My life in race shirts: 2003 USATF National Masters Championships

Joe Dudman started running road races as a sophomore in high school, circa 1980. Since that time he has accumulated over 600 race T-shirts (Yes, he finally got around to counting them!) Some of them evoke special memories and (hopefully) interesting stories. In this recurring series, he recounts some of them for Run Oregon readers.

In August 2003, Hayward Field in Eugene was the site of the USA Track & Field National Masters Outdoor Championships. In track, masters is 30 and older, unlike road racing where it’s 40+. I was 39. So entering a couple events in a national championship in my own “backyard” was a no-brainer (one of those events was the dreaded track 10k, a no-brainer in a different sense!)

I signed up for the 1500, 5000, and 10,000 meters. I was just excited to get a chance to compete in such a major event only a two-hour drive from home. I held out faint hopes of maybe snagging a single bronze medal in one of the events if I was really lucky and everything fell into place, but that seemed like a long shot.

My first event was the 5000, midday on Thursday. It was hot, and I didn’t know what to expect, except that the 5k was my strongest and most familiar distance. While we were competing for medals with those in our own 5-year age groups, a few of the races consolidated some of the smaller divisions. My heat of the 5000 included men aged 30-39, so I had some “youngsters” to contend with as well as my close peers. As an aid in identifying our direct competition, USATF provided us with age-group bibs to pin to our backs, creating a “target” for those of similar vintage.

I managed to run a very respectable time and a solid race, and was excited to take 3rd in the 5000 in the 35-39 age-group, behind the usual Oregon suspects Damian Baldovino and Lawrence Merrifield, Jr. As the proud new owner of a largely unexpected bronze medal, the pressure was off, and I figured anything else I did at the meet was gravy.

My next race was the 10,000 on Saturday morning. I had run only one other track 10k before, freshman year in college in the Conference Championships, and despite knowing better, here I was 20 years later, lacing ’em up for another 25 laps of torture.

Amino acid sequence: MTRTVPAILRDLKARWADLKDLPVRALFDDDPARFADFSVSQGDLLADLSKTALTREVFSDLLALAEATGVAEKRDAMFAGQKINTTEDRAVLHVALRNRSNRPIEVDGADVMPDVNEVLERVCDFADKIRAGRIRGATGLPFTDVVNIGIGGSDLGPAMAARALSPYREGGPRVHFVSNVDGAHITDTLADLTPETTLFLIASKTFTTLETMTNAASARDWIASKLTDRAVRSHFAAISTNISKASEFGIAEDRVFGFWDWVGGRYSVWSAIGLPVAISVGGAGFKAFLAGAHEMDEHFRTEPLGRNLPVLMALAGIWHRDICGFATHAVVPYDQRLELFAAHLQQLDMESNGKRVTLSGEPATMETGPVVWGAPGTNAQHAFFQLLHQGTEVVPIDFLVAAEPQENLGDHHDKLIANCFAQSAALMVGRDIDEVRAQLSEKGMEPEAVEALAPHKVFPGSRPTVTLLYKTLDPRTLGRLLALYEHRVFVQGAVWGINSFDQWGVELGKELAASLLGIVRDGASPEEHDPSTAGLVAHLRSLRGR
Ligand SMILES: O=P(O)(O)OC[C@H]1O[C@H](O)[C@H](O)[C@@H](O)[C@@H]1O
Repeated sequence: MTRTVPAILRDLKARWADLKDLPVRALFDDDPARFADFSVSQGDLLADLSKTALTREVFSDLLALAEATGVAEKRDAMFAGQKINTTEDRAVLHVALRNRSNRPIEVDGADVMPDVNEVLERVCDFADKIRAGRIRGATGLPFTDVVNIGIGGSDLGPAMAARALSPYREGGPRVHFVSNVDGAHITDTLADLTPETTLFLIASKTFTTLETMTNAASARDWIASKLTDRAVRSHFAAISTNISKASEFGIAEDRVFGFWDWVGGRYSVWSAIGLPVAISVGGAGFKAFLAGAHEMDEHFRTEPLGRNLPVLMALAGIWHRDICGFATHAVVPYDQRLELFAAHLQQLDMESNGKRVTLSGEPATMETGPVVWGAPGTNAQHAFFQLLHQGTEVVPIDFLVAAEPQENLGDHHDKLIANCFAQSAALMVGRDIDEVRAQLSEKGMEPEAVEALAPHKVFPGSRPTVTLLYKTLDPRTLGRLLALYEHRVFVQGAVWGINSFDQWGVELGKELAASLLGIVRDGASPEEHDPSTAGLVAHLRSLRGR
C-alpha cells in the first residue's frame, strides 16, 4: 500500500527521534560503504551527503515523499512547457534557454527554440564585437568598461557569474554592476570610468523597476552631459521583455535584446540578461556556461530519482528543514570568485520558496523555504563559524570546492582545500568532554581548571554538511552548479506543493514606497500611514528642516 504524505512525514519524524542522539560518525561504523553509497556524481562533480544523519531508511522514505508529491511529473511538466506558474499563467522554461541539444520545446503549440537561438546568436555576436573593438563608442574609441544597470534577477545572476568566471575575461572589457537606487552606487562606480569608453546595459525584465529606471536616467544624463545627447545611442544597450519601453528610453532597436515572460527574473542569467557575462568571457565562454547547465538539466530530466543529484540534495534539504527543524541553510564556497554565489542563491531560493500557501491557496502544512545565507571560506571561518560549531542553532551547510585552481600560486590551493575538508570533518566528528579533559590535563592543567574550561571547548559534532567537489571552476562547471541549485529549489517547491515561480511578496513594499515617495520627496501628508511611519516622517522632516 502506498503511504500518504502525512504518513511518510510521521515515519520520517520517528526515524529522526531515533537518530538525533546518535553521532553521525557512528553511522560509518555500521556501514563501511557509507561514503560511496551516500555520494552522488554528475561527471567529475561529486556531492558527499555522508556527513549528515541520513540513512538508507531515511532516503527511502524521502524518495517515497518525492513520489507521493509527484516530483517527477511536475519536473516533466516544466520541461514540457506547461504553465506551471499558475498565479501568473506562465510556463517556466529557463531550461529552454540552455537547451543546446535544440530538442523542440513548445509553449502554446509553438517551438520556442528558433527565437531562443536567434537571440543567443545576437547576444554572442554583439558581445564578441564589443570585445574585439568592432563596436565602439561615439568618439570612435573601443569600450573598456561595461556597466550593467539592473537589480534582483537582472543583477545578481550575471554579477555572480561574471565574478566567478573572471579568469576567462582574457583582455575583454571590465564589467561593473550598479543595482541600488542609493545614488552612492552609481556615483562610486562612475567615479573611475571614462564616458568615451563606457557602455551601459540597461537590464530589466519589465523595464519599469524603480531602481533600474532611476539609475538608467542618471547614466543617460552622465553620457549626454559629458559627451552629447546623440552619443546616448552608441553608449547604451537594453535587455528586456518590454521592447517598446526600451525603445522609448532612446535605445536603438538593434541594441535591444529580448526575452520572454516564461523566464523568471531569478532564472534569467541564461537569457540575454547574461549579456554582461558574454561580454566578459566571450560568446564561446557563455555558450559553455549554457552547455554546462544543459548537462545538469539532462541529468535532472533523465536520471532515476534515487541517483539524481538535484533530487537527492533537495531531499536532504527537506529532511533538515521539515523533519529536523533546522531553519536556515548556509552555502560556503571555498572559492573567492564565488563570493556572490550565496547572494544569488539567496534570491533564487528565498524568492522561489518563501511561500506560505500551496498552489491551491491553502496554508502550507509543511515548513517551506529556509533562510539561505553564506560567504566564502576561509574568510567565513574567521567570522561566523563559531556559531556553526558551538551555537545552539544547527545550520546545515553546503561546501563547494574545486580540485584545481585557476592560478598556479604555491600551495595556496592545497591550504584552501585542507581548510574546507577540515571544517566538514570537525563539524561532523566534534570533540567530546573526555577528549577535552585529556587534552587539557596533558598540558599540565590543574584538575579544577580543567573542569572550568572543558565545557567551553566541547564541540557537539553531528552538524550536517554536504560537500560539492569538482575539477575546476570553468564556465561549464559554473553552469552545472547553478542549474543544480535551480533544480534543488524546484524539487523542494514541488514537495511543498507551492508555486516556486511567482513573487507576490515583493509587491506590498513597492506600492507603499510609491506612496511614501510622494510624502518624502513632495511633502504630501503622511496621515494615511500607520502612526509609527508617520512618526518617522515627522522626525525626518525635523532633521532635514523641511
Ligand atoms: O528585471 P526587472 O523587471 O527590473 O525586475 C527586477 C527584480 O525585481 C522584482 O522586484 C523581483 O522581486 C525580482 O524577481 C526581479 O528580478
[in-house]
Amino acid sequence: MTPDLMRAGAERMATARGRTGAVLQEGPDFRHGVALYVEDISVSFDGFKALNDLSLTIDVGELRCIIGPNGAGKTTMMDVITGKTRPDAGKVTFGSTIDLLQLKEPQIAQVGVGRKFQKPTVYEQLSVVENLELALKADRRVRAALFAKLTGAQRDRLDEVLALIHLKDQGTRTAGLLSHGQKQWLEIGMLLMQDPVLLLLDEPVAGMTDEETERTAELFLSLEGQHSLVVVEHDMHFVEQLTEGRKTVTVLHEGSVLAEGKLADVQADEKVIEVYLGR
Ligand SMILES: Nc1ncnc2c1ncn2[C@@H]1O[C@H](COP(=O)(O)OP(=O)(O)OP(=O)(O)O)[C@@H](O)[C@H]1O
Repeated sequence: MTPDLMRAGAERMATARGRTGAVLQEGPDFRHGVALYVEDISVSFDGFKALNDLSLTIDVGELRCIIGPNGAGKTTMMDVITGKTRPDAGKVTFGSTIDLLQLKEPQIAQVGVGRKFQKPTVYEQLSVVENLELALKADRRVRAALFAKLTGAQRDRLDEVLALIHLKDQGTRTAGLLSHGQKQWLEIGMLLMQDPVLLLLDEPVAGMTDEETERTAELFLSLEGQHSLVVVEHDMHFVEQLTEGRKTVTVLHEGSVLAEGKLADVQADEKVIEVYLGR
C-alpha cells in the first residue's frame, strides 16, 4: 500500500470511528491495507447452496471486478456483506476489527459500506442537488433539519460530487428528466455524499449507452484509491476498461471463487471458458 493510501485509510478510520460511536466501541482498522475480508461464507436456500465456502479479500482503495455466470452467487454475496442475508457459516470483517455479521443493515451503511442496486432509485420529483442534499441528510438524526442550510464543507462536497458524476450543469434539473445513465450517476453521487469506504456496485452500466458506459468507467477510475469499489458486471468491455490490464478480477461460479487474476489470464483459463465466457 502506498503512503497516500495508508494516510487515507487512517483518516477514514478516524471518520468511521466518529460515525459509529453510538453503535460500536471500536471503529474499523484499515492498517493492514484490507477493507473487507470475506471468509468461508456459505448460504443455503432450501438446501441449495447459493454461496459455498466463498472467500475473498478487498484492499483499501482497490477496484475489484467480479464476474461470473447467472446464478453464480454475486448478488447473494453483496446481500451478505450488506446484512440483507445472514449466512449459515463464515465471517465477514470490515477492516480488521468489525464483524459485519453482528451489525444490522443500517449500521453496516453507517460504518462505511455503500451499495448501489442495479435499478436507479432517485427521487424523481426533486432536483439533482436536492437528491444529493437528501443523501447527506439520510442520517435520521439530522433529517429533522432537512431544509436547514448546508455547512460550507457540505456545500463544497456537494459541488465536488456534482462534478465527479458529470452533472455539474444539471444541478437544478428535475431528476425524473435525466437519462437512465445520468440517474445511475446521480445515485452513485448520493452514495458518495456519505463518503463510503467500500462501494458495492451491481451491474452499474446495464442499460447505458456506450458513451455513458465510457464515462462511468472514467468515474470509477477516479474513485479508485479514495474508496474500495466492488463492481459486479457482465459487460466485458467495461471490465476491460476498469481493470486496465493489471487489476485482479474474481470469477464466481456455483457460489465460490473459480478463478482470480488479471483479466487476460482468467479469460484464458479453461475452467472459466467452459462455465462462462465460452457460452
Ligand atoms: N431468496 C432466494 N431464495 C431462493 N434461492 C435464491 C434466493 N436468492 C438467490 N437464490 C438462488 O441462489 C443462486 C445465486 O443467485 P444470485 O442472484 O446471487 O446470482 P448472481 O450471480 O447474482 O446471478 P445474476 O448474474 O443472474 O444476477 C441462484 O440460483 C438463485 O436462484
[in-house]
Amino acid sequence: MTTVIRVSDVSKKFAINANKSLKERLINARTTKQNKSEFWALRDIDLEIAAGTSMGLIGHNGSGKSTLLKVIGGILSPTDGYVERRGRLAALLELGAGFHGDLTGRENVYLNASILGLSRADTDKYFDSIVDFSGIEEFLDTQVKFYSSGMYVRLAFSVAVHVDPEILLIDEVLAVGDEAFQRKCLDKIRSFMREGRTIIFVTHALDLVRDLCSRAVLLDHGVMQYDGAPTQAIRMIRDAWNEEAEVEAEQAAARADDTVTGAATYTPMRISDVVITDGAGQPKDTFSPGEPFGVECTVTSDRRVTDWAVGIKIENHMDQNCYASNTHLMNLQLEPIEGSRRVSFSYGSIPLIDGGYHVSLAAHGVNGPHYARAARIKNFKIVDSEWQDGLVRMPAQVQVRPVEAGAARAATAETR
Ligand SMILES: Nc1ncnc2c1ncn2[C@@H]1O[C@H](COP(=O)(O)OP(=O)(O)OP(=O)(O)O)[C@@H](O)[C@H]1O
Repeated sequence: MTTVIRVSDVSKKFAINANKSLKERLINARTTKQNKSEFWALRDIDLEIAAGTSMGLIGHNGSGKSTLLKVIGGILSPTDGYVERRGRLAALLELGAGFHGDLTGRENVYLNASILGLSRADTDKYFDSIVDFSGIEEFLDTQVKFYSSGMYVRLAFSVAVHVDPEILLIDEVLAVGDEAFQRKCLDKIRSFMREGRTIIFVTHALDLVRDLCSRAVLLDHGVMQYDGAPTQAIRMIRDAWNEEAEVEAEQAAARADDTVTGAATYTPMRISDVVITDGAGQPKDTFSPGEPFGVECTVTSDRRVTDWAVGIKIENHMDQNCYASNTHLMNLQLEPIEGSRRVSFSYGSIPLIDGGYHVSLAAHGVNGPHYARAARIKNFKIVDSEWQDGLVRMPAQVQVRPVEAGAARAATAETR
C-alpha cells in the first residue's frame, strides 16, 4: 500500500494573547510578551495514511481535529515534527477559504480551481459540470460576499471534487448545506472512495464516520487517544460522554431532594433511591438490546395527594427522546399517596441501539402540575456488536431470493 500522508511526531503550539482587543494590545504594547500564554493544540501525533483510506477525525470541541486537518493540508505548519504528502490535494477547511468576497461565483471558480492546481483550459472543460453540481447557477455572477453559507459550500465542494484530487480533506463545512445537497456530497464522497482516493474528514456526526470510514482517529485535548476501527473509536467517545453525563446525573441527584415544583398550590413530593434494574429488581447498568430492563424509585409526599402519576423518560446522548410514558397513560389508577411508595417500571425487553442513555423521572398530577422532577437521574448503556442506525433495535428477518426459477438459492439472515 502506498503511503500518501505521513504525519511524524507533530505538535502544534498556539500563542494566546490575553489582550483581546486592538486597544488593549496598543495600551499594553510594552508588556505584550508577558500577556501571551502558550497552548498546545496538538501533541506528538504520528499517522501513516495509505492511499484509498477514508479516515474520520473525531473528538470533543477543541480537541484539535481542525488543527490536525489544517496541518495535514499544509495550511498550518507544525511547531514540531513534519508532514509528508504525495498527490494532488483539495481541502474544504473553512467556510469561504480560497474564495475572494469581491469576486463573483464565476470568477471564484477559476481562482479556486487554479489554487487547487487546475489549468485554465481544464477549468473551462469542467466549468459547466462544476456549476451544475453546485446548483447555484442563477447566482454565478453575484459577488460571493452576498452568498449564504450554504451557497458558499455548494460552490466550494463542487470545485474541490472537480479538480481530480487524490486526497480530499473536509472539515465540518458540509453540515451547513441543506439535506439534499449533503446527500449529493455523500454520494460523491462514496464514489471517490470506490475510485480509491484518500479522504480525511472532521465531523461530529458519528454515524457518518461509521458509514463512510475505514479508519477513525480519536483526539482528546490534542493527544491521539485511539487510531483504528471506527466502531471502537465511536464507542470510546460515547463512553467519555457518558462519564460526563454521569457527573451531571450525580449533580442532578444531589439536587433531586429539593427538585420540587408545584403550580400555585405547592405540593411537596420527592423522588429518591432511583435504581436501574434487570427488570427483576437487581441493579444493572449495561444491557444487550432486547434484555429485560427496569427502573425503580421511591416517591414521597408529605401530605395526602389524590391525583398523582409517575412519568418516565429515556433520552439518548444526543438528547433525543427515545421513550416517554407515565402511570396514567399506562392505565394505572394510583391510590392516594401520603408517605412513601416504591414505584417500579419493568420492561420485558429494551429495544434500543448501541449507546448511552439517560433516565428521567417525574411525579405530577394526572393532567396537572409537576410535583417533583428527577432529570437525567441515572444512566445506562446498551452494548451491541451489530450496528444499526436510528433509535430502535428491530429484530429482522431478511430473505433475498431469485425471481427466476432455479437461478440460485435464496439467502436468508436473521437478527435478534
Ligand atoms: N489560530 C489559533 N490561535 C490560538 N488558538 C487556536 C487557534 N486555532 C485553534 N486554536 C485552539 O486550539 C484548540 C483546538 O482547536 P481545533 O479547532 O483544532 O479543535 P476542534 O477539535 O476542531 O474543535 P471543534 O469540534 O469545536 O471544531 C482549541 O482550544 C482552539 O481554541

Joe Dudman (purple shirt) rounds the curve somewhere in the midst of the 25 laps of the 10,000m.

This time our heat consisted of masochists aged 30-44, so the age group bibs on our backs really came in handy. As I settled into my pace and braced myself for the long effort ahead, I began to scout out the age groups of the runners around me. Some of the 30-34 runners began to pull away, as did some in the 40-44 age group. But as I stuck to my guns and ran my own race, I became aware that only one runner in my own age group was ahead of me, and not far ahead at that.

Somewhere in the final third of the race, I realized that I still felt pretty strong, and I decided I could pick it up a little. I gradually caught up with the 35-39 guy I had been trailing, eased past him, and began to pull away, feeling the age group “target” symbolically burning a hole in my back. Now leading my age group, that 35-39 bib seemed like a neon billboard screaming “Come and get me!”

Joe Dudman (in purple) makes his move on his age-group competition (#542) in the final stages of the 10,000m.

But I pressed on, lap after lap (after lap!), and in a rare case of a well-paced 10k, I managed to hold on for the age group win, and earn a completely unanticipated gold medal. I was the 2003 10,000m National Champion in the 35-39 age group! Of course, there was a lot of luck involved, as there were faster times in both younger and older age groups, but as Woody Allen once said, “90% of life is showing up!”

I had one race left, the 1500 on Sunday morning. I was bushed, and finished 8th out of 12, but it truly was “gravy” (and my legs felt like biscuits). It was like a victory lap (3 3/4 victory laps to be exact). I had come into the meet just to compete and give it my best shot, not expecting to medal at all. Instead, I left with two medals, including a gold, and great memories that remain near the top of my list of running highlights.

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